35. The system of claim 34, further comprising a device or software module for sorting coupons by a predetermined classification.
36. The system of claim 34, further comprising a device or software module for limiting a user to being able to print a particular coupon only once.
37. The system of claim 34, wherein each printed coupon is unique and comprises a bar code encoded with identification data.
38. The system of claim 34, wherein the coupon comprises an expiration date field indicative of a coupon expiration date, the expiration date field being variable based on user-specific information.
39. The system of claim 21, further comprising a device or software module for collecting user-specific information for subsequent processing and analysis.
40. The system of claim 21, further comprising a device for receiving and storing at the remote terminal fixed coupon data, wherein the coupon data includes variable coupon data and fixed coupon data, the fixed coupon data comprising fixed coupon parameters and user-specific data.
U.S. Patent Documents
|3316536||April 1967||Andrews et al.|
|3546791||December 1970||Koos et al.|
|3606688||September 1971||Zaweels et al.|
|3792437||February 1974||Blumenthal et al.|
|3910322||October 1975||Hardeesty, Jr. et al.|
|3964179||June 22, 1976||Bennett|
|3993861||November 23, 1976||Baer|
|3999307||December 28, 1976||Tsuda et al.|
|4012132||March 15, 1977||Lazarus|
|4014004||March 22, 1977||Fuller|
|4044380||August 23, 1977||Justice et al.|
|4052798||October 11, 1977||Tomita et al.|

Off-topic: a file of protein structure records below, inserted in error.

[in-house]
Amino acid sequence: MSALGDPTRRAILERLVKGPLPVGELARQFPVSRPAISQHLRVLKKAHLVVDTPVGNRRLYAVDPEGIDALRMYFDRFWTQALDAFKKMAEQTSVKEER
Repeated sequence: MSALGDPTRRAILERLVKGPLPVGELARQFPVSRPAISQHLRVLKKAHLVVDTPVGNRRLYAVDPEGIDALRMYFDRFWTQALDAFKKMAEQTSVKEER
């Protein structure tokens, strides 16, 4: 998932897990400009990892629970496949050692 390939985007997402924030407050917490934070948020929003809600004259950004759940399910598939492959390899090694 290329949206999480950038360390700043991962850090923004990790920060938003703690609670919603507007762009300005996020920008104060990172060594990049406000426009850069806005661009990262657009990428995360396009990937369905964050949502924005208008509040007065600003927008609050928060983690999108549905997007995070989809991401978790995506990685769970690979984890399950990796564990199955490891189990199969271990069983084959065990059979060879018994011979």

|4071697||January 31, 1978||Bushnell et al.|
|4071740||January 31, 1978||Gogulski|
|4124109||November 7, 1978||Bissell et al.|
|4141078||February 20, 1979||Bridges, Jr. et al.|
|4141548||February 27, 1979||Everton|
|4166540||September 4, 1979||Marshall|
|4208652||June 17, 1980||Marshall|
|4210961||July 1, 1980||Whitlow et al.|
|4247759||January 27, 1981||Yuris et al.|
|RE30579||April 14, 1981||Goldman et al.|
|RE30580||April 14, 1981||Goldman et al.|
|4264924||April 28, 1981||Freeman|
|4268744||May 19, 1981||McGreary|
|4271351||June 2, 1981||Bloodworth|
|4286323||August 25, 1981||Meday|
|4290688||September 22, 1981||Call|
|4329684||May 11, 1982||Monteath|
|4331973||May 25, 1982||Eskin et al.|
|4339798||July 13, 1982||Hedges et al.|
|4355372||October 19, 1982||Johnson et al.|
|4359631||November 16, 1982||Lockwood|
|4373133||February 8, 1983||Clyne et al.|
|4377870||March 22, 1983||Anderson et al.|
|4388008||June 14, 1983||Greene et al.|
|4396985||August 2, 1983||Ohara|
|4449186||May 15, 1984||Kelly et al.|
|4451707||May 29, 1984||Bendig|
|4458320||July 3, 1984||Sutton|
|4484328||November 20, 1984||Schlafly|
|4494197||January 15, 1985||Troy et al.|
|4500880||February 19, 1985||Gomeersall et al.|
|4541806||September 17, 1985||Zimmermann et al.|
|4546382||October 8, 1985||McKenna et al.|